Afternoon Three: I popped into the Swift, on Putney High Street. This is a Fullers faux-east end hipster craft beer vibe bar for the unadventurous young professionals of south west London. On my first visit, in December 2013 soon after it opened, I was thoroughly underwhelmed. A blackboard listing the "craft beer" selection included Fosters, without any suggestion of it being an in-joke; surly door-staff enforced a no-bags rule. The board had gone but the faux-ness was all too apparent in the sun of a spring afternoon. The exposed bricks were wallpaper. The vintage distressed tiles were wallpaper. The furniture was over-designed to look under-designed. The beer selection was perfunctory. The whole place was false, a facsimile of craft.

The Swift

The Swift

The Swift

On the train back north I had time to ponder this craft dysphoria. I came to a conclusion: I am post-craft. Genuine craft as exemplified by Brewdog left me cold. Faux craft, as represented by The Swift, left me dispirited.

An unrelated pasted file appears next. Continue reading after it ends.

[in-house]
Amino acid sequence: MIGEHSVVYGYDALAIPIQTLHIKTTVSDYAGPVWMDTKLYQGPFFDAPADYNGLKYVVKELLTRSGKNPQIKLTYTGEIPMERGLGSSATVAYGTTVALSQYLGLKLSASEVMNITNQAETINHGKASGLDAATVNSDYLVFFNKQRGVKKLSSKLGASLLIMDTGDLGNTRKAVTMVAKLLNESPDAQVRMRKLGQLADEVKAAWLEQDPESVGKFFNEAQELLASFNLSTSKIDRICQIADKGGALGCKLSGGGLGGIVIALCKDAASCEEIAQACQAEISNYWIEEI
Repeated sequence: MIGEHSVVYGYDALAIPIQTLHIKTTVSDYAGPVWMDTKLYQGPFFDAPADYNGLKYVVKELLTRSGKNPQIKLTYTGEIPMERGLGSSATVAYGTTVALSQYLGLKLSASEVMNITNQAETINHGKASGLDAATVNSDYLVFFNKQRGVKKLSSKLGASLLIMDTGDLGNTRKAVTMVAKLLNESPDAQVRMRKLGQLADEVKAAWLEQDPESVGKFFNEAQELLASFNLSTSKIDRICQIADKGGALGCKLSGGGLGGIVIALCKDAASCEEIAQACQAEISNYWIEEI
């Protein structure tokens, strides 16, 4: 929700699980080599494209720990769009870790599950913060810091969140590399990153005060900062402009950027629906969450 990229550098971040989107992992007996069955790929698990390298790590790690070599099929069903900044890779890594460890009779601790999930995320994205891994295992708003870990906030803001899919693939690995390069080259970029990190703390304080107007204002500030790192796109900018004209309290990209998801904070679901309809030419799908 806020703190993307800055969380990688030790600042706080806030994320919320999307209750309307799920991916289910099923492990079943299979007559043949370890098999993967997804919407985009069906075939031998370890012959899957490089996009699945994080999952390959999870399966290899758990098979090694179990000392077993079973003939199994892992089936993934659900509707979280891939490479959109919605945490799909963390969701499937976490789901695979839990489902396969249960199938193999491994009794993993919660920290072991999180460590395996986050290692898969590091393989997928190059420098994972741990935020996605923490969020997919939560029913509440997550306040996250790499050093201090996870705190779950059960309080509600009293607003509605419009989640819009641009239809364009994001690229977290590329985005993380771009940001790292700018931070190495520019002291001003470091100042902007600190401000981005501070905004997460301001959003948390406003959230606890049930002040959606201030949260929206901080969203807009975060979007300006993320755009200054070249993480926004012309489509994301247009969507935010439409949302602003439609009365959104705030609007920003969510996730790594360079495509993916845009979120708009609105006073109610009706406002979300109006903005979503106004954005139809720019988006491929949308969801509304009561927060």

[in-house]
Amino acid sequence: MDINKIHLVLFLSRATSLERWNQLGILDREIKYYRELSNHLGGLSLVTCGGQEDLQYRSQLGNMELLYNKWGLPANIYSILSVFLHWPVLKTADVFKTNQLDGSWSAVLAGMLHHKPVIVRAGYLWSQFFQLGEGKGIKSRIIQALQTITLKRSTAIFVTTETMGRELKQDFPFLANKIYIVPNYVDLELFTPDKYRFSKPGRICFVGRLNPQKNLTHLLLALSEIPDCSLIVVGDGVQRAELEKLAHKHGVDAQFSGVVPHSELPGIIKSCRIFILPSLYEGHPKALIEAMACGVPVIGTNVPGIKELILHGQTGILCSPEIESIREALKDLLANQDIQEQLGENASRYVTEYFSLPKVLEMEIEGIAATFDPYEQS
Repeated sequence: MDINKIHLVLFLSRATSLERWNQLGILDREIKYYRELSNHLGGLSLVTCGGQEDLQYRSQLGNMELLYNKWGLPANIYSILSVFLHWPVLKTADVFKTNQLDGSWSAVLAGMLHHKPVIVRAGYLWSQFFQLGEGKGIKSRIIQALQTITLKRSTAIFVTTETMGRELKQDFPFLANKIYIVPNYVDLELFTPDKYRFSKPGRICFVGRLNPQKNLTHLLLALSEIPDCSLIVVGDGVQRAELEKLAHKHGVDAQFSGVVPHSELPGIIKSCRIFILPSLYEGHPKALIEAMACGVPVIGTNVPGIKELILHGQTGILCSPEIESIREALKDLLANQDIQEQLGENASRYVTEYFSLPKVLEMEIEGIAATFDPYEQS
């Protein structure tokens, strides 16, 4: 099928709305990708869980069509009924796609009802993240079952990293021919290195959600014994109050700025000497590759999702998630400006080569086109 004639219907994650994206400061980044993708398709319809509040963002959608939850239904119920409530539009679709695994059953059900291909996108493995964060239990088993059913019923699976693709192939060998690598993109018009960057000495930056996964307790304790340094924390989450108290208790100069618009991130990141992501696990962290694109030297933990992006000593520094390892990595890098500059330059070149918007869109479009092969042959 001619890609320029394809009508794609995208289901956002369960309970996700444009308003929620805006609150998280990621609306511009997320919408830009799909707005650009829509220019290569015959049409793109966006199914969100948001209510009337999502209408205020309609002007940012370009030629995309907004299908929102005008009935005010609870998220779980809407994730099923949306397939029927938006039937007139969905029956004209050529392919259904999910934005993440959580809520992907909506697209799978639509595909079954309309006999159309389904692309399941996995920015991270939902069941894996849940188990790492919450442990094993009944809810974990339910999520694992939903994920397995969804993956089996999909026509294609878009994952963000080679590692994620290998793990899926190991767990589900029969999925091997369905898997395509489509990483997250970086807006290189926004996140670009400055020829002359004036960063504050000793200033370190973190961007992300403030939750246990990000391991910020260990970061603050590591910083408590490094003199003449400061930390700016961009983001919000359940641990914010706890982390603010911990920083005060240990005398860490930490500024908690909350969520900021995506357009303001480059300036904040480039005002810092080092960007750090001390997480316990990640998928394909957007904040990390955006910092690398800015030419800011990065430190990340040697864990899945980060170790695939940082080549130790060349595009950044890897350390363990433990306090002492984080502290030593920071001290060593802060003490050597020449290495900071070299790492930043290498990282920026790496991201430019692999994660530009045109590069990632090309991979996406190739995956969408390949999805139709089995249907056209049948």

A Harvey's pub  put a a mile wide smile on my face. I am post-craft. But I'm still not real ale.

Update: 4 August 2015 - The Swift has closed for business. 

Thursday, 26 February 2015

A Victorian Lager Brewery That Never Was

While doing some research on long-defunct breweries of South Cumbria (or North Lancashire as it was before 1974) I stumbled across a prospectus for a plan to build a German-style lager brewery at Backbarrow (click here for location). 

In the archive I also found a letter from a German correspondent (last picture) that seems to confirm my suspicion that this brewery never got off the ground. Scroll to the bottom for my transcript of the letter.